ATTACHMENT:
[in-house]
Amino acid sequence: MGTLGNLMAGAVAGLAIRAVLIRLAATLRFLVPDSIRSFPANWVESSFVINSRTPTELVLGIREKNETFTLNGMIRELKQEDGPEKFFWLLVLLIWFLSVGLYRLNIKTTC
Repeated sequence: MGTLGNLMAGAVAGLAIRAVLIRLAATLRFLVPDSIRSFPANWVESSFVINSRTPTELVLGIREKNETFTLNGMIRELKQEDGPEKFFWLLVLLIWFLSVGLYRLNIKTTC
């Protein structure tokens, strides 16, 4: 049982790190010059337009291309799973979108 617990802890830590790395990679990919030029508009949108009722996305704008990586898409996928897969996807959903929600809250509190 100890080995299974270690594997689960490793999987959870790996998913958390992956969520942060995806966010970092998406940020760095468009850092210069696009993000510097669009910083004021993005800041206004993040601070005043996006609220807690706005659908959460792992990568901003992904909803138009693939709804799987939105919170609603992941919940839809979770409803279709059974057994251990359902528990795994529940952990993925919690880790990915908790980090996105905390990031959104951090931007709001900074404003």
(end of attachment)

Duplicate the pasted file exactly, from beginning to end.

[in-house]
Amino acid sequence: MGTLGNLMAGAVAGLAIRAVLIRLAATLRFLVPDSIRSFPANWVESSFVINSRTPTELVLGIREKNETFTLNGMIRELKQEDGPEKFFWLLVLLIWFLSVGLYRLNIKTTC
Repeated sequence: MGTLGNLMAGAVAGLAIRAVLIRLAATLRFLVPDSIRSFPANWVESSFVINSRTPTELVLGIREKNETFTLNGMIRELKQEDGPEKFFWLLVLLIWFLSVGLYRLNIKTTC
């Protein structure tokens, strides 16, 4: 049982790190010059337009291309799973979108 617990802890830590790395990679990919030029508009949108009722996305704008990586898409996928897969996807959903929600809250509190 100890080995299974270690594997689960490793999987959870790996998913958390992956969520942060995806966010970092998406940020760095468009850092210069696009993000510097669009910083004021993005800041206004993040601070005043996006609220807690706005659908959460792992990568901003992904909803138009693939709804799987939105919170609603992941919940839809979770409803279709059974057994251990359902528990795994529940952990993925919690880790990915908790980090996105905390990031959104951090931007709001900074404003």